La Trobe, Melbourne, Swinburne, and RMIT universities have partnered with The Age for a project in which students from each university contribute to UniPollWatch, a website that will showcase budding journalism throughout the semester leading up to the Victorian election.
Last Friday, RMIT hosted a seminar for participating journalism students which featured guest speakers including Federal MP for Melbourne, Adam Bandt, as well as journalists Michelle Griffin and Richard Willingham from The Age.
“It’s a collaboration to provide reporting experience across four universities,” says Associate Professor of Journalism at La Trobe University and editor-in-chief of upstart, Lawrie Zion.
“It has come about, I guess, as an attempt by a group of us who teach journalism to try and come up with a project that’s going to provide real experience for student journalists by actually doing real jobs,” he says.
Dr Andrew Dodd from Swinburne University told attendees of the seminar, “This is an idea whose time has come”.
“[It] allows us to come together and create something that is greater than the sum of its parts,” he says.
“[This is] real journalism for real audiences… We’ve learnt the basics, so now let’s use them to benefit the public.”
Thirty-two of Victoria’s eighty-eight electorates have been divided up between the four universities, with students being allocated one particular electorate to focus on.
Victoria’s regional and metropolitan state electorate boundaries for the 2014 election.
The purpose of this is to encourage students to find the issues within local communities that receive little or no media attention, thereby pushing them beyond the realm of the internet and into the streets.
In doing this, Michelle Griffin advised students to not underestimate the potential of “tiny stories”, pointing out they are often interconnected with the bigger issues.
“Those little complaints someone might have are not irrelevant, they speak to the bigger picture,” she says.
Richard WIllingham also offered his insight: “Be fair and balanced. That means people will trust you and come back to you for more,” he says.
Adam Bandt held a Q&A with the students, answering any general political questions as well as offering his experience with the news media industry through the eyes of a politician.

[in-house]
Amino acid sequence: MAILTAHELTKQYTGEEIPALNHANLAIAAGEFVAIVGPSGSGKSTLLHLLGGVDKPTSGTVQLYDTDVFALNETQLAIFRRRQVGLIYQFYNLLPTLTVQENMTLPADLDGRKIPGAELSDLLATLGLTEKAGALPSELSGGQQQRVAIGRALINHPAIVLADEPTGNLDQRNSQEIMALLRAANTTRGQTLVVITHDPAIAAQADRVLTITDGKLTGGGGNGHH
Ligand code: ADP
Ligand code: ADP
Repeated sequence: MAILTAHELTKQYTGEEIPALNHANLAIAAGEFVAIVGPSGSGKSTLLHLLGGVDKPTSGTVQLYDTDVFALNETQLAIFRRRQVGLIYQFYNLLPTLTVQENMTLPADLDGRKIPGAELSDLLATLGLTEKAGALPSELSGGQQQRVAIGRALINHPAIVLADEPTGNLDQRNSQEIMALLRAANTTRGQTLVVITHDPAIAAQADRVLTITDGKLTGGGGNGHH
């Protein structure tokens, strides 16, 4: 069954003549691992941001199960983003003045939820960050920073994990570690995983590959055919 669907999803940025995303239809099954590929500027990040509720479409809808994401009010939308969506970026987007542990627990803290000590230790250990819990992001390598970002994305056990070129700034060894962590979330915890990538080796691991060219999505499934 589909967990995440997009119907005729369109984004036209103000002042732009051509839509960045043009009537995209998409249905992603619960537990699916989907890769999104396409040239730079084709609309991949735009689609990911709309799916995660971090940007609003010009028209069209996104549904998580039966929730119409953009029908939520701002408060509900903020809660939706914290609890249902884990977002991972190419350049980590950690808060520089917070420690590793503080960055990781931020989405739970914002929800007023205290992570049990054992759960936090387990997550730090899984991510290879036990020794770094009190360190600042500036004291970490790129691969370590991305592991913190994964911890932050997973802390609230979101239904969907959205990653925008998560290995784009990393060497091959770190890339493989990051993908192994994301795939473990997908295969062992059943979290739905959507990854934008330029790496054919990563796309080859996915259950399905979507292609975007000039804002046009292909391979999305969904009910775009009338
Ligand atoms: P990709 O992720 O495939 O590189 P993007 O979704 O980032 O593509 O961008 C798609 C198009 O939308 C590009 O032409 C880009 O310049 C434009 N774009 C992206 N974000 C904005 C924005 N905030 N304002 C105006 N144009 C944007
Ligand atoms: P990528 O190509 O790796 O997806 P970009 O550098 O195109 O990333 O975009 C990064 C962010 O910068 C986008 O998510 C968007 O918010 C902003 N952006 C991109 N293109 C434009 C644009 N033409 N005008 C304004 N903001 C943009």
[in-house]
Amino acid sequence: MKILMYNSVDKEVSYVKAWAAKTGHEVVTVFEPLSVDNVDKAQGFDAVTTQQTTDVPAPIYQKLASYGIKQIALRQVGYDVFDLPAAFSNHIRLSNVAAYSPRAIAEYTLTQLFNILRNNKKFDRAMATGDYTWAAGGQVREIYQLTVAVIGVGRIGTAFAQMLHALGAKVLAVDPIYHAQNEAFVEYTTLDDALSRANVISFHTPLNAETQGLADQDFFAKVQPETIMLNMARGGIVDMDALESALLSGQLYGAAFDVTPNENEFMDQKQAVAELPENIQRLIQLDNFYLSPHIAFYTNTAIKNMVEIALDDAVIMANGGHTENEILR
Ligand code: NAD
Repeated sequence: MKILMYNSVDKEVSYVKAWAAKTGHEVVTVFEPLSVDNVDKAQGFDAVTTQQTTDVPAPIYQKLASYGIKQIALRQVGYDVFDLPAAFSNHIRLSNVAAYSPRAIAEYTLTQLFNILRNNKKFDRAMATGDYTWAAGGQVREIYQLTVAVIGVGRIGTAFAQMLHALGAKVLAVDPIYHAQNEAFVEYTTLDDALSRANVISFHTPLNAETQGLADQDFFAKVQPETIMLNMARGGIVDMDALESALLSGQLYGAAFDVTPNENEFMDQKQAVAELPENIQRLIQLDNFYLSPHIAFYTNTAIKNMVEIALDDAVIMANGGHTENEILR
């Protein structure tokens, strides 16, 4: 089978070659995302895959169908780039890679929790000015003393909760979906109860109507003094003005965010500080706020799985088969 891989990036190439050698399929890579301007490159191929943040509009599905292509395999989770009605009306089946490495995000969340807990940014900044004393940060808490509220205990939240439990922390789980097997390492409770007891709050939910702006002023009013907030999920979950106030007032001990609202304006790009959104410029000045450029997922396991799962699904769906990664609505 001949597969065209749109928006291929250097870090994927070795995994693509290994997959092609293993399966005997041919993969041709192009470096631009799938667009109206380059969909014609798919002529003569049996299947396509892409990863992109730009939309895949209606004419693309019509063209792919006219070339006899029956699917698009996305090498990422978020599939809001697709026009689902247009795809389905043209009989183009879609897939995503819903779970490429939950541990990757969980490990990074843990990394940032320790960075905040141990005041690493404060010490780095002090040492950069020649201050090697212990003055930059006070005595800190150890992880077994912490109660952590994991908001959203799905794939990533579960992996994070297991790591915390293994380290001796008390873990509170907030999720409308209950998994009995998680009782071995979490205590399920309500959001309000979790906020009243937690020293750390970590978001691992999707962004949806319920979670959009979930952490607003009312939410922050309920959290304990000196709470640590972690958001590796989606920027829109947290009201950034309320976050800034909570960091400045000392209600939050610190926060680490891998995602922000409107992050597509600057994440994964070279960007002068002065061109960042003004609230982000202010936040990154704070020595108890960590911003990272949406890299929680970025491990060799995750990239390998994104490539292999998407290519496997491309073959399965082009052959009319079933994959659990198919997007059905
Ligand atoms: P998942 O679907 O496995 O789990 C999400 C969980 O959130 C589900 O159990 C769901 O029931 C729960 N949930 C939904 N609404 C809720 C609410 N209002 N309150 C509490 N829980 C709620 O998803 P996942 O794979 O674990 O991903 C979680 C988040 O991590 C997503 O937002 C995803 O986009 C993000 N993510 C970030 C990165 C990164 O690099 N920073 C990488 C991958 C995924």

Mr Bandt spoke about his concerns regarding the longevity, or lack thereof, of particular news items, saying: “One of the problems we have in this country is a lack of long term thinking”.
One of the reasons this is the case, is because the media can have a short attention span when it comes to certain political stories, he says.
He urged the future journalists in the audience to pay attention to what matters and not to let important political issues get pushed off the agenda in favour of stories with more bells and whistles.
Griffin reiterated this point when she said The Age was, “determined to not give away any free kicks [to politicians] no matter how wonderful or marvellous they sound”, hinting that UniPollWatch should do the same.
There are no set requirements the participating universities are expected to follow when it comes to submitting content, however, each respective institution will be utilising UniPollWatch in their own structured way.
For instance, La Trobe is using the initiative as a graduating subject for final year students, while Melbourne University is using it as a subject for those pursuing their Masters in Journalism.
RMIT has indicated they will be submitting some content in the form of podcasts, and Swinburne has allowed first-years to partake.
UniPollWatch organisers stressed that this was an experiment still in its early stages, however, they were altogether confident that it will result in quality journalism through grassroots investigating.